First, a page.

The cause of these changes is not clear. It is thought that these types of visual hallucinations, a type of metamorphopsia, may arise as a result of migrainous ischemia and irritability in the posterior parietal lobe (Evans and Rolak, 2004). One study administered SPECT brain scans to four children experiencing AIWS, two who tested positive for Epstein-Barr virus, and found that decreased cerebral perfusion areas in all patients were near the visual tract and visual cortex (Kuo et al., 1998). Another study of children with infectious mononucleosis experiencing AIWS used visual evoked potentials to show a common pathophysiologic underlying abnormality similar to those experiencing classic migraine: transient focal decreased cerebral perfusion (Lahat et al., 1999).

The parents and patient were reassured that AIWS in itself was not dangerous and that the management was no different from the management of the underlying pathology (Evans and Rolak, 2004). In this case, because of the recurrence of her symptoms without fever, fatigue, or lymphadenopathy, the working diagnosis was pediatric migraine. She responded well to a migraine protocol of treatment with 200 mg magnesium and 10 tablets of mixed homeopathic cell salts daily.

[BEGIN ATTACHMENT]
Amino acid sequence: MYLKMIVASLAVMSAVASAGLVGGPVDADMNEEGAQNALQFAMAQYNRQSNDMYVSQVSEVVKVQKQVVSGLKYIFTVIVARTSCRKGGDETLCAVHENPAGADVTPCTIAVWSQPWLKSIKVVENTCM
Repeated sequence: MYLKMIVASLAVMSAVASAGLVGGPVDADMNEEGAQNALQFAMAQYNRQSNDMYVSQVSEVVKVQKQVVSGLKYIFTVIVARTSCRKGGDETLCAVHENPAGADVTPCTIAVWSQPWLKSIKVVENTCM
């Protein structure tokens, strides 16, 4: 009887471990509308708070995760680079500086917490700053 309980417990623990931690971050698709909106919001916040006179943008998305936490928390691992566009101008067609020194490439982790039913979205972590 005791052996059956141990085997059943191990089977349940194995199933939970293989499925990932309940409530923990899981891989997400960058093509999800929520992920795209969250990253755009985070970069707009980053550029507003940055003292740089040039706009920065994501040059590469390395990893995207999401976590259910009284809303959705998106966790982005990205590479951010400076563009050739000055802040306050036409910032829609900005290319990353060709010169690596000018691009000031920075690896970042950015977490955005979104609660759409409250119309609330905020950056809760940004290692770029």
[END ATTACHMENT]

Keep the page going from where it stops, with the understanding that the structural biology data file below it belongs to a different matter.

As all practitioners agree, helping a child feel better is quite a professional victory. Each experience hangs like a gold medal around your neck. In this case the victory was made even sweeter because of my own experience with such a disorienting disorder. I felt as if I had recognized another Alice and was able to say, “Hello Alice, welcome to your rabbit hole. Here is a map for you to use while you are down there, but rest assured a ladder will soon be lowered so you can climb back out.”

References

Evans R: The Alice in Wonderland syndrome, Headache 44:624-5, 2004.

Kuo YT et al: Cerebral perfusion in children with Alice in Wonderland syndrome, Pediatr Neurol 19(2):105-8, 1998.

Lahat E et al: Abnormal visual evoked potentials in children with “Alice in Wonderland” syndrome due to infectious mononucleosis, J Child Neurol 14(11):732-5, 1999.

Takaoka K, Takata T: Alice in Wonderland syndrome and Lilliputian hallucinations in a patient with a substance-related disorder, Psychopathology 32(1):47-9, 1999.

Wirtel D: “Alice in Wonderland”: a childrens book or a migraineurs diary? http://headaches.about.com/od/profiles/a/carroll_l.htm (accessed July 2006).


 

loomis picDr. Marnie Loomis is a National College of Naturopathic Medicine graduate and current teacher of nutrition. She has a general naturopathic practice in Aloha, Oregon, where she focuses on gastrointestinal disorders, women’s medicine, and meeting the health care needs of highly sensitive people. Originally from Michigan, she received her BS from Michigan State University in interdisciplinary social science, focusing on psychology and public policy. She has been involved in health care since